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Pesticide conflict
This is an archived article that was published on sltrib.com in 2013, and information in the article may be outdated. It is provided only for personal research purposes and may not be reprinted.

I thank Dr. Brian Moench for "Spray at your own risk" (Opinion, May 5). In addition to sound advice, he exposed "corruption" in the Utah Department of Agriculture and Food. Charged with protecting the public, UDAF's pesticide program manager Clark Burgess sits on the board of the Utah Pest Control and Lawncare Association, the very industry he regulates!

I can't trust that Burgess is looking out for the public's interest and not his association pals. Which master does he serve?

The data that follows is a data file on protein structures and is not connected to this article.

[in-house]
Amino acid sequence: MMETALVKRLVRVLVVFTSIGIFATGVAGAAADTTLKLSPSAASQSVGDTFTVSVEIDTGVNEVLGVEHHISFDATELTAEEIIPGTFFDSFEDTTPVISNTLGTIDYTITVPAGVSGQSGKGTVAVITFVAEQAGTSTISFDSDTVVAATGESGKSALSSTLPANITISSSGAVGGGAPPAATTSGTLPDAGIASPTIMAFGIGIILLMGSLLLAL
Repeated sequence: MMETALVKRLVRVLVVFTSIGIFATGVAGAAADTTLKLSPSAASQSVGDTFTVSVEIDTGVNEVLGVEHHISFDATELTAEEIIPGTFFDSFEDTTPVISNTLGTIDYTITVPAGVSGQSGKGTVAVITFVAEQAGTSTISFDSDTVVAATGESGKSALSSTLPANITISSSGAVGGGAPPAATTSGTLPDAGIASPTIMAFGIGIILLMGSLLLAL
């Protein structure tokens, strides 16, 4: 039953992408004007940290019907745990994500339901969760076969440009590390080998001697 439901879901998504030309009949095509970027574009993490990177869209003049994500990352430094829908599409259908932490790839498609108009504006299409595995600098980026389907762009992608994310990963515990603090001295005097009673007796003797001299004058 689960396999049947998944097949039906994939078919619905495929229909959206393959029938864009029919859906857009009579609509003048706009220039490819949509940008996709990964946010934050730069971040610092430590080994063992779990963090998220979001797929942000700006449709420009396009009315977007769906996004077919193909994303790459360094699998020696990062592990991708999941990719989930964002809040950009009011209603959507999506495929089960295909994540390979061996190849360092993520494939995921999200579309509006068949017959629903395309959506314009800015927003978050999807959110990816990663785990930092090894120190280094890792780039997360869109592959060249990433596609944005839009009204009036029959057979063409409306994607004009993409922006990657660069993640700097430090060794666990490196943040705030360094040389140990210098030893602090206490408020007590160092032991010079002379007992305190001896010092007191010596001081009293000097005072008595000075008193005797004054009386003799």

In November, the American Academy of Pediatrics released the report "Pesticide Exposure in Children," which outlines the effects of pesticide exposure in children, including pediatric cancers, decreased cognitive function and behavioral problems. The report charts our collective shortfalls, including medical training, public health tracking and regulatory action.

As the father of a pediatric cancer survivor, and a once-permanent fixture in the oncology unit at Primary Children's Hospital, I don't take this lightly.

The UDAF needs to start protecting our children and us. Fire Burgess!

Vagn Jensen


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